The Home button brings up the main fader screen, where tabs along the top of the screen let you jump between channels 1-8, 9-16, the stereo line inputs, the aux outputs and the DCA groups. Any channel can be routed to the cue output by touching its cue button. As the cue output is on the mixer itself, it might need to be fed into a wireless system of its own to reach the front-of-house engineer. Mute buttons are available at the bottom of each channel, but for further adjustment, including pan, you have to go to single-channel view by tapping the channel number. There are tabs at the top of the screen for accessing the EQ, compressor, gate, effects, auxes, channel presets and setup options, with arrow buttons for moving back and forth between the channels. As expected, channels may be named and complete mixer setups saved as scenes.
Adjusting the EQ and variable-frequency low- and high-cut filters is done via rotary controls on screen, though the selected value may also be adjusted using the large data wheel, which offers rather more precision. Bands one and four may be switched between parametric and shelving. Pan may also be adjusted above the channel fader in this view.
The compressor and gate are very straightforward affairs (the compressor also has a useful de-ess control) and are adjusted using screen sliders, while the effects section shows all four possible post-fade sends feeding the DSP engines. This also provides quick access to two key global effects parameters for each effect, though tapping the icon for the current effect opens up a more detailed edit page. The aux page shows all the other aux sends (10 in all), which can be switched pre- or post-fader as required. Any delays that may be necessary can be dialled in via the Aux Setup page, which is also where you can set up each output’s EQ, limiter and four notch filters, and recall presets you may have saved.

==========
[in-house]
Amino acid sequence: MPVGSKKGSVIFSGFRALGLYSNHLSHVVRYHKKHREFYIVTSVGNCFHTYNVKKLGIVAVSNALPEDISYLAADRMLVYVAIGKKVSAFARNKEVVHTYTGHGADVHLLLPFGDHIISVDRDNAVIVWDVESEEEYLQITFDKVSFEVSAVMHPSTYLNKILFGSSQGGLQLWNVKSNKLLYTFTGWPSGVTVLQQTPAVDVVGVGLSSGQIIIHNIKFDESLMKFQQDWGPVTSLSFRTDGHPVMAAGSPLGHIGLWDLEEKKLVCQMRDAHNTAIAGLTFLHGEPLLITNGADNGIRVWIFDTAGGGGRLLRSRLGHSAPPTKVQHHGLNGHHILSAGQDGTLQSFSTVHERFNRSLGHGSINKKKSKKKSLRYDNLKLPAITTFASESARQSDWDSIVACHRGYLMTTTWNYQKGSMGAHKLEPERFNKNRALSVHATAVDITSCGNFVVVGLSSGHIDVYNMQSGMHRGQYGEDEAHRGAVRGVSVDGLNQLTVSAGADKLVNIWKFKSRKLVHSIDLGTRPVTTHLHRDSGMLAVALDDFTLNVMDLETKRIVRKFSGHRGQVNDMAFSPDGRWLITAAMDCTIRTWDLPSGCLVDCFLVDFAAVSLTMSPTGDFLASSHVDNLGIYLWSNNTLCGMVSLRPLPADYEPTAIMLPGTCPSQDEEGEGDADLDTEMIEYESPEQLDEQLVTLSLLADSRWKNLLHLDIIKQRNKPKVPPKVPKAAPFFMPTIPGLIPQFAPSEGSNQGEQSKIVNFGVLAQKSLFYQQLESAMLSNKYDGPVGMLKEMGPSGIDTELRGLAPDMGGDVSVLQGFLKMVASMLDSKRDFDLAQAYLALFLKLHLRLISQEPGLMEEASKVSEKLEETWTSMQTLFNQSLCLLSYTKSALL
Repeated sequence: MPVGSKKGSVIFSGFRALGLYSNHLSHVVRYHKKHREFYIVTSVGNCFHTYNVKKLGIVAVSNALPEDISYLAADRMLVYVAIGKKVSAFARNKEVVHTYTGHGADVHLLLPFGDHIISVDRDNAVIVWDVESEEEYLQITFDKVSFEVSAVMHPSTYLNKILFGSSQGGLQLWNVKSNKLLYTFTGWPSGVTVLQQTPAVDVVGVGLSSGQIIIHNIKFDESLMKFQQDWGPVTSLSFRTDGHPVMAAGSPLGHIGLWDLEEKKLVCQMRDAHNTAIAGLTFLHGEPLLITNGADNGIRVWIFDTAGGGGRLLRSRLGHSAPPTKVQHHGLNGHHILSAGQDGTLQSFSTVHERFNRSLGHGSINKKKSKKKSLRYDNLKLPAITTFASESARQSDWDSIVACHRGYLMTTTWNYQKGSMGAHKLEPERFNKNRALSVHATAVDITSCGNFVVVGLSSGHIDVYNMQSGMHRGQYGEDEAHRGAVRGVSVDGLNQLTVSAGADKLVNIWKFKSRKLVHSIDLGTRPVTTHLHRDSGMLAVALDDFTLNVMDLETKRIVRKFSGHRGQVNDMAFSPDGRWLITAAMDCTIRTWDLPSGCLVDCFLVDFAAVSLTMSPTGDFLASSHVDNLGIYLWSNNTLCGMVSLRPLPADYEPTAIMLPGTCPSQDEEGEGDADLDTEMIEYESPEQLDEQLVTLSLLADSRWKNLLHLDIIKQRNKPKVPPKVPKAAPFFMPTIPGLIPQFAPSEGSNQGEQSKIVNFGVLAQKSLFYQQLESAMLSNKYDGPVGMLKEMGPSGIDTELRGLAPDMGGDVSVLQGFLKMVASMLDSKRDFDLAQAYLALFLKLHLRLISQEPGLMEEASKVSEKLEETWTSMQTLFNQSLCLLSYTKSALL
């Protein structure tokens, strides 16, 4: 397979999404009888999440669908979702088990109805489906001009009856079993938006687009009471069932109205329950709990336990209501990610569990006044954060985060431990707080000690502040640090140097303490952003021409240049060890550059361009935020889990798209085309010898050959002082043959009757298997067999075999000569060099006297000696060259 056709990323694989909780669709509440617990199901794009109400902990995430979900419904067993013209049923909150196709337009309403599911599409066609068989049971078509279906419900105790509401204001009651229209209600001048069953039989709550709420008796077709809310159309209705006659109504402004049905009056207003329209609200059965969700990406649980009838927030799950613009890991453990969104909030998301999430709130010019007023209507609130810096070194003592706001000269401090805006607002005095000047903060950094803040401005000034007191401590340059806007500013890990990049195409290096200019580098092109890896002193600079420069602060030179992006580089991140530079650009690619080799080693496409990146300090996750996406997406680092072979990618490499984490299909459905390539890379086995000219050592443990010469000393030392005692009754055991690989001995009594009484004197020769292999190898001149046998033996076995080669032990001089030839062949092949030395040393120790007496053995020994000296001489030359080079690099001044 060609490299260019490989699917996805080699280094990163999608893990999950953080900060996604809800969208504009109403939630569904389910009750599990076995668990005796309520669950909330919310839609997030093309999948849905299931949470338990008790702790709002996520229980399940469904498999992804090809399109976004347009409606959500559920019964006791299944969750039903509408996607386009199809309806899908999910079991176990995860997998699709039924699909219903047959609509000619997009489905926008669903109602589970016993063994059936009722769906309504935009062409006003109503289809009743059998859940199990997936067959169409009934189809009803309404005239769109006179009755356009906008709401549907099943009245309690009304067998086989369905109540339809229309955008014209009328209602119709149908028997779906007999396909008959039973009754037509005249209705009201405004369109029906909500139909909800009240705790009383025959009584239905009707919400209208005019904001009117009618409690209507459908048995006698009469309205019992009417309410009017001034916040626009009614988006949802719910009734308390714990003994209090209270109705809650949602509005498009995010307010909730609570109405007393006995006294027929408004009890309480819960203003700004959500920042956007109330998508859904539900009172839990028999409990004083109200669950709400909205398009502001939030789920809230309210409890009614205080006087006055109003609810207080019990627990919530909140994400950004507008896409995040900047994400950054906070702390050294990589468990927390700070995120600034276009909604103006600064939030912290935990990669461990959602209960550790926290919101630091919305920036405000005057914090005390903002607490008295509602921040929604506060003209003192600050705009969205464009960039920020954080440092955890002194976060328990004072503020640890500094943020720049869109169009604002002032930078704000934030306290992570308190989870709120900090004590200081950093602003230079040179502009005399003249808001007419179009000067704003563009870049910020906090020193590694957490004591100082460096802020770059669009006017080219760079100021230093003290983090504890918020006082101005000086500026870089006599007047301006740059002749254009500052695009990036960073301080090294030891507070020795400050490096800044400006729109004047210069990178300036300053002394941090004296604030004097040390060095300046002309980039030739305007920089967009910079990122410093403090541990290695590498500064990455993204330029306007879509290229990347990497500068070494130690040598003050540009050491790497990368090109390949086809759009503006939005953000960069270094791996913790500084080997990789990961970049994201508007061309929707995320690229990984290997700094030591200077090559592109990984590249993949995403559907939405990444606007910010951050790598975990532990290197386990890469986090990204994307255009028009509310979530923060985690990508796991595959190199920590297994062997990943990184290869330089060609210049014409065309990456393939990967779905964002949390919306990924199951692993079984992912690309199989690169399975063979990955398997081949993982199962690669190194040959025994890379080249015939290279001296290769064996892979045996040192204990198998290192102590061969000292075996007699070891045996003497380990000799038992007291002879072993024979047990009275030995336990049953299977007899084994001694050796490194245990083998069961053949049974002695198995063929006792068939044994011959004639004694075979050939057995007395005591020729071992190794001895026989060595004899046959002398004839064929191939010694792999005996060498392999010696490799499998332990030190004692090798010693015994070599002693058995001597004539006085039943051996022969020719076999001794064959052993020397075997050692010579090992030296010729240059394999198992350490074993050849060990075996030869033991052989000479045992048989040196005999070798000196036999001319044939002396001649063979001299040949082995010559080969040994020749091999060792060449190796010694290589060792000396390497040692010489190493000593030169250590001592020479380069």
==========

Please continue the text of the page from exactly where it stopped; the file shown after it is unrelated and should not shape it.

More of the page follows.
Selecting any main or aux output to reveal its graphic EQ shows the equaliser as four tabbed groups of seven faders, so there’s plenty of space to operate the controls. Notch filters show up on a separate page where each of the four has adjustable frequency and depth. Setting the phantom power is achieved by using the 48V button, whereupon you’ll see phantom-power icons for all the XLR inputs, including the combis. Touching an XLR icon or the channel name below it toggles the phantom power on or off, and the icon turns red when phantom power has been applied.
As with all the other digital mixers I’ve used, you can create multiple scenes comprising all the mixer settings and then switch from one to the other when needed. Scenes may be stored internally but may also be stored or backed up to an external USB storage device.
There’s no detailed manual with the mixer, but that’s because pressing the Info button takes you to a page offering a complete guide to the various sections. Just press the button for the subject you need explained. The default Wi-Fi password (10 digits) is also shown here and will need to be entered on your iPad to initiate a connection. There’s no mention in the manual of being able to use a second iOS device to adjust personal monitor mixes and suchlike, but as both the software and firmware is upgradable, that shouldn’t be ruled out for future versions.
On an operational note, I did find the mixer’s on-screen fader movements to be a little juddery as they move in small steps. These steps seem to be tied to the detented increments available from the data wheel, as adjusting from there does exactly the same thing. Working from the iPad, fast movements are still stepped and there’s still a fraction-of-a-second lag while the screen controls follow your finger movement. However, if you make a fine adjustment moving the fader slowly, the resolution seems to be much finer, so it seems there’s some kind of speed-related resolution switching built in.
The display shown by the mixer’s own screen and the iPad can be different, and in most cases selecting a parameter for adjustment on one screen reflects those changes on the other — though that doesn’t seem to be the case when adjusting effect parameters while in the effects screen. Either screen can adjust the effect but the other screen doesn’t show the parameter changes unless you physically select the same control on both screens prior to adjustment. At this stage I’m not sure if that is a bug or a feature. It’s certainly the case that making fine effect adjustments, such as pitch shift in cents, is best achieved using the data wheel in it’s pushed-in (fine) mode.